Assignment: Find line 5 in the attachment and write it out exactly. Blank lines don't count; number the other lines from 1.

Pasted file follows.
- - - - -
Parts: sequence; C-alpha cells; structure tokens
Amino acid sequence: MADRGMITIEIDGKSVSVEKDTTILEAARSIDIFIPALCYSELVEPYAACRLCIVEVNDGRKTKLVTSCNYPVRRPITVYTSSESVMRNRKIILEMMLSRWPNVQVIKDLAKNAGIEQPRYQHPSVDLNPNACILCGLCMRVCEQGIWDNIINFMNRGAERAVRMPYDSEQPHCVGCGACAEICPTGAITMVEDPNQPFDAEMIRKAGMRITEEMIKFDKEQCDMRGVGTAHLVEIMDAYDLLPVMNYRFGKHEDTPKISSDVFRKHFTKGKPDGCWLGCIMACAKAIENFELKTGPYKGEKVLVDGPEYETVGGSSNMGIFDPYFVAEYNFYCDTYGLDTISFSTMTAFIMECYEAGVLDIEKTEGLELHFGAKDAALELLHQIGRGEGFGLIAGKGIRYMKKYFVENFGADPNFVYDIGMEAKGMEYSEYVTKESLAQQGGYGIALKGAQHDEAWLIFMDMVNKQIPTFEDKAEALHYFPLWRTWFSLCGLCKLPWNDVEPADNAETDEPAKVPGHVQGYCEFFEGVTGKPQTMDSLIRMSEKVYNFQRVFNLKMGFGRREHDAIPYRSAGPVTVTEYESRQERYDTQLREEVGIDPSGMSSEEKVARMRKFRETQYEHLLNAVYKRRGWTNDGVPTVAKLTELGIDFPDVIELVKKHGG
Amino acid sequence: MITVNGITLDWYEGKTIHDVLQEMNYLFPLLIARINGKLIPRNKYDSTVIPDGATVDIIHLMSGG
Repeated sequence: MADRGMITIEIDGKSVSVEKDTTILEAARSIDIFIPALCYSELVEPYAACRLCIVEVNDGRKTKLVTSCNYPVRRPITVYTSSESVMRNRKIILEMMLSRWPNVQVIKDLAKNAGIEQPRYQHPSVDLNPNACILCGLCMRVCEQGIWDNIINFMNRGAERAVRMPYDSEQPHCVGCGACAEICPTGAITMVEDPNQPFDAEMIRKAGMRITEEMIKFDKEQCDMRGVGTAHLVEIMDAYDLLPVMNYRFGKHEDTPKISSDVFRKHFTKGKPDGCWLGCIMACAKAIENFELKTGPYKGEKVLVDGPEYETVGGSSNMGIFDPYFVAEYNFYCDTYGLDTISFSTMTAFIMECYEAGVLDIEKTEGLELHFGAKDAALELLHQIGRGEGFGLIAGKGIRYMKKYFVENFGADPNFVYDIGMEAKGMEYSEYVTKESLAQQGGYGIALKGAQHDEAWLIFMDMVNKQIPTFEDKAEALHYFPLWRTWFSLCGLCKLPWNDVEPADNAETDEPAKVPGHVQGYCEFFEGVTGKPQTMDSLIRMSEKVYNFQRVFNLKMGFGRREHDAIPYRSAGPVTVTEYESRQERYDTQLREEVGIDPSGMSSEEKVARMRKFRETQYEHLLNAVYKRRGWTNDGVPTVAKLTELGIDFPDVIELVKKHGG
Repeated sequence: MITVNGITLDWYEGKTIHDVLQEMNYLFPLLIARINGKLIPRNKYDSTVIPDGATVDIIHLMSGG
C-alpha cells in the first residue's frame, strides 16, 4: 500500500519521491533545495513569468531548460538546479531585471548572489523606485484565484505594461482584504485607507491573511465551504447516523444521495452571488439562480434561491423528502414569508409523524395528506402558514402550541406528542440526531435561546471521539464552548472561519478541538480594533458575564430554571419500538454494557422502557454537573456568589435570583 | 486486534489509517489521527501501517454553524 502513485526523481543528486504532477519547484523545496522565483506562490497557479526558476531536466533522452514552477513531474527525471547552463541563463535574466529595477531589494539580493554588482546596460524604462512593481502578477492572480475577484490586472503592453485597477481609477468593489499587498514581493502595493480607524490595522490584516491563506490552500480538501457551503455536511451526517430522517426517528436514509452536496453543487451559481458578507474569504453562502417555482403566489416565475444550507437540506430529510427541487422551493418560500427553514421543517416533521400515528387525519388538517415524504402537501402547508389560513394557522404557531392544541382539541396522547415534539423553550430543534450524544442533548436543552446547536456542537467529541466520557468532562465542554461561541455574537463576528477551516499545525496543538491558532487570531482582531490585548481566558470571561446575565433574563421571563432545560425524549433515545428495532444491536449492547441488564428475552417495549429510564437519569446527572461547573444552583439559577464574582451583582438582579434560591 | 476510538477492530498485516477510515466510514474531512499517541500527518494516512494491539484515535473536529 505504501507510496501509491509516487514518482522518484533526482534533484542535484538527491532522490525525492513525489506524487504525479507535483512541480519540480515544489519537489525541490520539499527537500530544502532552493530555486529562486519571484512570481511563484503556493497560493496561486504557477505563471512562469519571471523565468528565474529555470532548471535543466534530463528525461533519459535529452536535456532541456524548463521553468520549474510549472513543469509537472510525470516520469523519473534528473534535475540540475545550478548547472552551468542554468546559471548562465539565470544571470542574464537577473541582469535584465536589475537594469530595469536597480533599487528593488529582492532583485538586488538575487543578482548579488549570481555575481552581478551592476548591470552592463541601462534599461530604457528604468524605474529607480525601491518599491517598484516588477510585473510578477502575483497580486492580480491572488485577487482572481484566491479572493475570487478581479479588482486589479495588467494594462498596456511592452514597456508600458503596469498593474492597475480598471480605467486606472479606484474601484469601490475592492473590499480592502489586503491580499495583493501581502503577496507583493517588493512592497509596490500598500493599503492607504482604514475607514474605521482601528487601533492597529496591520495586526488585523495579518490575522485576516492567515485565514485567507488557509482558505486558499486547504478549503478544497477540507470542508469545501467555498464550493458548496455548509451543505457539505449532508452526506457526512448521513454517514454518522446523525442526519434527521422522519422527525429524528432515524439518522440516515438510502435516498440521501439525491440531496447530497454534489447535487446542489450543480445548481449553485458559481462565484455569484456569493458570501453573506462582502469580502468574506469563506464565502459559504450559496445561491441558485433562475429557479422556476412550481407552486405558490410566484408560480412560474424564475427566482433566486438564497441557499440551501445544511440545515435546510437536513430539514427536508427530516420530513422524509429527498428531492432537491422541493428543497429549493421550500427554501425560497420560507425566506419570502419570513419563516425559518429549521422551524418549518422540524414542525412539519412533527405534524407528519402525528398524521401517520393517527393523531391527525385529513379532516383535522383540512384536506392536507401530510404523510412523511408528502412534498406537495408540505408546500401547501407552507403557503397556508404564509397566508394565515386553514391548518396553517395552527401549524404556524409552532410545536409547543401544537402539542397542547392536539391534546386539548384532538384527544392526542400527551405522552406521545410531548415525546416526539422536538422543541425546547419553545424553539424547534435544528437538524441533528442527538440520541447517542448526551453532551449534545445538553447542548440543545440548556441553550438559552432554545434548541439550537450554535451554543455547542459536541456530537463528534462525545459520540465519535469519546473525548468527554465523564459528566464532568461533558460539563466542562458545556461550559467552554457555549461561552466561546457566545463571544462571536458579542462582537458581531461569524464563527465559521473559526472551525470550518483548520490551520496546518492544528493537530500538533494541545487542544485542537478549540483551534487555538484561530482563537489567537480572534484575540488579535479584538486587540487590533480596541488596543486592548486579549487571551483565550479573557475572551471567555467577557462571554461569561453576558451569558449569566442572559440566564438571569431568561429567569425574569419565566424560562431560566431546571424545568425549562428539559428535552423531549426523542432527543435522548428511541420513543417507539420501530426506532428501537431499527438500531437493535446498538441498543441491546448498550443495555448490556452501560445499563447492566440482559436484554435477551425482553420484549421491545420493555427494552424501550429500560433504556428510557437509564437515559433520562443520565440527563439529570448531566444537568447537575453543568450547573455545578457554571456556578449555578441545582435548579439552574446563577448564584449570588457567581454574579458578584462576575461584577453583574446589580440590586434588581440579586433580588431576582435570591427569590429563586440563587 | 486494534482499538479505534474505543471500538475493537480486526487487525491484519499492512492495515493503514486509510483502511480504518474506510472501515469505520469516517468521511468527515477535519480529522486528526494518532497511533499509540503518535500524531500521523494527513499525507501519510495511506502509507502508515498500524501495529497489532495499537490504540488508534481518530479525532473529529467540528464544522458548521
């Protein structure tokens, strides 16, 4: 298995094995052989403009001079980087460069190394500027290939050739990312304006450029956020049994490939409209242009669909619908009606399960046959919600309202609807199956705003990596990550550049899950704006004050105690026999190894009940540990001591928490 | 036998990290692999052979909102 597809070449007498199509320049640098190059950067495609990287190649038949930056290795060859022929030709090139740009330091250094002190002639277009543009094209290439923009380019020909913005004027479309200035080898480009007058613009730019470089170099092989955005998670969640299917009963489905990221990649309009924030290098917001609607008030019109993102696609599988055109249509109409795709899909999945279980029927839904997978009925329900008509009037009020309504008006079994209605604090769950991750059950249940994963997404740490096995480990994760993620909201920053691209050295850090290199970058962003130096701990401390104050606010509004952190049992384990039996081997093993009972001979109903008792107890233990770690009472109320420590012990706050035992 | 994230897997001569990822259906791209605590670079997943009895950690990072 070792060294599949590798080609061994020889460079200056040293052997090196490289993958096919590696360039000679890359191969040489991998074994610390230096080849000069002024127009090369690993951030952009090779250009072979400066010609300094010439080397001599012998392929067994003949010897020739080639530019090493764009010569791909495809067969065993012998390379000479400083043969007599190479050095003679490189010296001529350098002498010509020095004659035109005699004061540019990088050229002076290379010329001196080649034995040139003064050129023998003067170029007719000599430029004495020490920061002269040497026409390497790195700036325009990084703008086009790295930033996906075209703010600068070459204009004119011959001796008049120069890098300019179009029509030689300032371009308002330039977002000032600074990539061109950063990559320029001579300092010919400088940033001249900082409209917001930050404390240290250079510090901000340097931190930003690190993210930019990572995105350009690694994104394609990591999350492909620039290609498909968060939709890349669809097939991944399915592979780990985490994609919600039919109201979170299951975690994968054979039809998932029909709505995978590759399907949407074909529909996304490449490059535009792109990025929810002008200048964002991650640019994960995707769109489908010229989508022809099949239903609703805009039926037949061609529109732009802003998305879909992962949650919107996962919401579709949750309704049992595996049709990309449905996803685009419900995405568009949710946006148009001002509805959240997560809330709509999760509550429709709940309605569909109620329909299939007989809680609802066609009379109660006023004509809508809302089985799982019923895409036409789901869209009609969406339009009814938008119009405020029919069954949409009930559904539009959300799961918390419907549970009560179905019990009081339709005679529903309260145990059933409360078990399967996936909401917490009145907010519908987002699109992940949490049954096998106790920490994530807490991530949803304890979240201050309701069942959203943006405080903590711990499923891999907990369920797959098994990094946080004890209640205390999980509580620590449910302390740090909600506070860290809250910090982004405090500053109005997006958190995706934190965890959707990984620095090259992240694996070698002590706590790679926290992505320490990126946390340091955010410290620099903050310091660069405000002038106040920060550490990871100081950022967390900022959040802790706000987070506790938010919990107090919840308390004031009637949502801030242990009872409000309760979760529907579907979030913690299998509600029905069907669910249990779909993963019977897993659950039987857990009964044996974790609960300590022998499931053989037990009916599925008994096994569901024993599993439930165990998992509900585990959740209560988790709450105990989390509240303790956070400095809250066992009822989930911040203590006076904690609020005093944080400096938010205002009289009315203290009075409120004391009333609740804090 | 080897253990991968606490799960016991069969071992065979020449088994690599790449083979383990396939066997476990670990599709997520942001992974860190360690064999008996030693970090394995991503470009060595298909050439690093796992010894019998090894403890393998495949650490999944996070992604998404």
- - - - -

Repeated sequence: MITVNGITLDWYEGKTIHDVLQEMNYLFPLLIARINGKLIPRNKYDSTVIPDGATVDIIHLMSGG